Journal entry for Saturday 31 October 1998
Once again Kit and I had made use of our ISIC cards, this time to buy half-price train tickets to Aswan, splashing out all of LE 15 (about £1.50) to travel first class. We were at Luxor railway station bright and early to catch the 6.30am train, which for reasons unexplained, left Luxor at 8.30am, and arrived in Aswan three and a half hours later. We hadn’t booked a hotel so we had to spend the next hour or two trawling the town for a cheap place to stay. These were few and far between, and we looked at several dismal places before eventually settling for a small Egyptian hotel called the Philae, on the Corniche. This was very basic but reasonably clean and relatively inexpensive. The nicest thing about my room was the little balcony with a beautiful Nile view and I didn’t discover the downside of noisy all-night traffic until much later.
We dropped our bags and went straight out to explore. My long-haired ‘hippy’ son immediately felt at home in Aswan. The town is much more laid back than Luxor with reggae music coming from every riverside cafe and Rastafarian guys with their dreadlocks and multicoloured oversized hats, sitting in groups on the pavements playing drums. Kit would have sat down to join them but I managed to lure him away with the promise of a felucca trip, my ulterior motive being to cross to the West Bank tombs. We struck a deal with a captain called Nasser on his felucca called ‘Greenland’ and he took us over to the opposite bank where the sand-covered hills are strew with the rock-cut tombs of high-status officials of the Old and Middle Kingdom I didn’t count the steep steps leading to the upper level of the cemetery – but there were a lot!
Beginning at the southern end of the upper terrace we visited the six tombs which were open to visitors, these mostly dating to Dynasty VI, a period that is poorly represented for accessible decorated tombs. They were badly preserved but quite different from the New Kingdom Luxor tombs, so were well worth seeing for their fine examples of hieroglyphic texts detailing the careers of their owners as well as scenes of daily life in the earlier periods. My favourite tomb and probably the best preserved, belonged to Sarenput II, Overseer of the Priests of Khnum and Commander of the Garrison at Elephantine, dated to the reign of Amenemhet II of Dynasty XII. In his colourful biographical text I found an unusual hieroglyph of an elephant, which I had not seen before. Perched on the top of the hill above the ancient cemetery is the domed tomb of a Muslim prophet which gives the hill its local name, Qubbet el-Hawa or ‘Dome of the Winds’ and which can be seen from just about all over Aswan.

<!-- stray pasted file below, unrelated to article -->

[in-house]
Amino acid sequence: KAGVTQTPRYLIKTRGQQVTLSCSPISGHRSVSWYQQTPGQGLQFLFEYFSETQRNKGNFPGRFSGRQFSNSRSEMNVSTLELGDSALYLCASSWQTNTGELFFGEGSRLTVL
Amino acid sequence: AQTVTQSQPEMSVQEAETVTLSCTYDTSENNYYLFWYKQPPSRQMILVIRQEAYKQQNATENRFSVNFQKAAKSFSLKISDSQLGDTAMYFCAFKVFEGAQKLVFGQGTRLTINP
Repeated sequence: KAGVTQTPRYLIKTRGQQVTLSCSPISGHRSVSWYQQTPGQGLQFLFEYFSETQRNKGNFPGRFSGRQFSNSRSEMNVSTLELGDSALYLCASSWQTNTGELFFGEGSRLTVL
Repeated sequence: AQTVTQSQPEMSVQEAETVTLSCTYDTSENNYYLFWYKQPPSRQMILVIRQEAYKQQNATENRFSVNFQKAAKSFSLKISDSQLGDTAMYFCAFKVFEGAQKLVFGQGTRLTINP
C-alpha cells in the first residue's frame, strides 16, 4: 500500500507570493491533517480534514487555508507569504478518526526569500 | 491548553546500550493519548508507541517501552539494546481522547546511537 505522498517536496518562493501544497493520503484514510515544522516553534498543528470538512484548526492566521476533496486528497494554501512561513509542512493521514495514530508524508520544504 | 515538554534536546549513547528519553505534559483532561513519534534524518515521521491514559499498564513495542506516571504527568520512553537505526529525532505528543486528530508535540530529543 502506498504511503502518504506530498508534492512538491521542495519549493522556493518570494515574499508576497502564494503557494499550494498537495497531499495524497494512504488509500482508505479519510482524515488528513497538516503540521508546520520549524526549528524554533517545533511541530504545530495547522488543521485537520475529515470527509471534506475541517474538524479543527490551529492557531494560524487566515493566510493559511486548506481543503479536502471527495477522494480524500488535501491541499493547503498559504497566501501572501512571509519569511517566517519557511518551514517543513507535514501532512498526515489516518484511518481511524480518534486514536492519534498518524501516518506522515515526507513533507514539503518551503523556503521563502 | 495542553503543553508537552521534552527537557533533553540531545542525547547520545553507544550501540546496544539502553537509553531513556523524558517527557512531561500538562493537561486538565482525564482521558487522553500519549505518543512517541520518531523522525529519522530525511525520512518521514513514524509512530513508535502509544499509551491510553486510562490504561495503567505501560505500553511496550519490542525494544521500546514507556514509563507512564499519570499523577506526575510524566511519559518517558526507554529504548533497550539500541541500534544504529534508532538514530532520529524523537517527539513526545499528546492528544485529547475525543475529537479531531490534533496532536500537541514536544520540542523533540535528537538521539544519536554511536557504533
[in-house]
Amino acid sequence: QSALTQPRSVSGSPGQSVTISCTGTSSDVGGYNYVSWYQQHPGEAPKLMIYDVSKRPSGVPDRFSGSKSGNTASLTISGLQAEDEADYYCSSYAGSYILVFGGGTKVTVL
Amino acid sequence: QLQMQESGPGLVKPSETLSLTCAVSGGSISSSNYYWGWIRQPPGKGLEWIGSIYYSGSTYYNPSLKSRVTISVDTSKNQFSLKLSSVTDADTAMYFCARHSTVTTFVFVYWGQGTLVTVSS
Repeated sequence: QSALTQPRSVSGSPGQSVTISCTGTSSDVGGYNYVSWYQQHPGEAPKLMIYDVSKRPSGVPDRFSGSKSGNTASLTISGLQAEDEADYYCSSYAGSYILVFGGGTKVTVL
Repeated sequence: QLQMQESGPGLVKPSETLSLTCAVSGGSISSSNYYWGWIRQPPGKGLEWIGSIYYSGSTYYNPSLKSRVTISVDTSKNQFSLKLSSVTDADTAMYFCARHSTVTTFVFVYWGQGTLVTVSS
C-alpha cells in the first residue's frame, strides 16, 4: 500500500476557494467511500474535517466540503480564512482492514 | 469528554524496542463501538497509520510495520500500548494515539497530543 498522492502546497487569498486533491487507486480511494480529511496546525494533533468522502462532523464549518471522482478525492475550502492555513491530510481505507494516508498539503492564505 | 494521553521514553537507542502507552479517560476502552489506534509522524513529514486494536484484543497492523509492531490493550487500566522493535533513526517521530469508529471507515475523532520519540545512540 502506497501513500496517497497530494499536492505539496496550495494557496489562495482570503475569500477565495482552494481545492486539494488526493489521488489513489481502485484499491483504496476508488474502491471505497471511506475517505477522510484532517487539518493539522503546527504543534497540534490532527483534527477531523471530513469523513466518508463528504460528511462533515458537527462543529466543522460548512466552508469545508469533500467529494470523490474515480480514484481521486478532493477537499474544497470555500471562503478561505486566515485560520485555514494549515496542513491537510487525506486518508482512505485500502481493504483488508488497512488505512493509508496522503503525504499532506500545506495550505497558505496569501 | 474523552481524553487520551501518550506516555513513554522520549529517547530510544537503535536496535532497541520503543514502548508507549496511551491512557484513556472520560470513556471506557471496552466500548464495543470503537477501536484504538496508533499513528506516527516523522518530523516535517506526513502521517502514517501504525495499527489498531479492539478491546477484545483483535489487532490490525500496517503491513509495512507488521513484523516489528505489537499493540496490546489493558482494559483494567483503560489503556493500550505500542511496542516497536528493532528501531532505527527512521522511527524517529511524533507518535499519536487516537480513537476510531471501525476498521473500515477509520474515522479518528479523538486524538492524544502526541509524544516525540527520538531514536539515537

Having accomplished my mission and worn myself out climbing up and down those sand-covered steps and into the deep tombs, we were back on felucca ‘Greenland’ for a trip around Elephantine Island. Kit was now in his own element (i.e. on a boat) and he had found a kindred spirit in Nasser. While I lay back on the bench cushions for a nice relaxing sail, Nasser and Kit competed with each other to see who could steer the boat closest to the rocks around the island, veering away at the last minute without actually crashing into them. There were one or two very close calls and my goodness, I hadn’t realised that feluccas could move so fast!
Nasser dropped us off at the northern end of the Corniche near the Old Cataract Hotel because we wanted to get to the New Nubian Museum before it closed. We had hired Nasser’s boat for over three hours and it had cost LE 60 for two of us for a really lovely afternoon. I yet hadn’t been to the new museum, which was opened only last year, in 1997 and it was well worth seeing if only for its beautiful Nubian-style architecture, nestled into the hillside. The site covers 50,000 square metres of landscaped gardens which are divided up into different sections with many outdoor exhibits. Inside the museum a flight of stairs leads down from street level to the entrance of the temperature and light controlled exhibition space, with an 8m high sandstone statue of Rameses II as the focal point. We were led by informative history boards around the exhibits in a chronological order, beginning with the Prehistoric, through the Pharaonic era to Graeco-Roman, Coptic and Islamic periods of art. The exhibition space itself was airy, well-lit and almost empty of visitors, but we had only two hours before the museum closed, not nearly enough time to see everything.
Kit and I were tired but we both felt that we had had a very productive and enjoyable day. We walked back along the Corniche to our hotel, stopping to eat in a riverside restaurant while looking out over the inky river towards the now-floodlit sand dunes of Qubbet el-Hawa on the West Bank.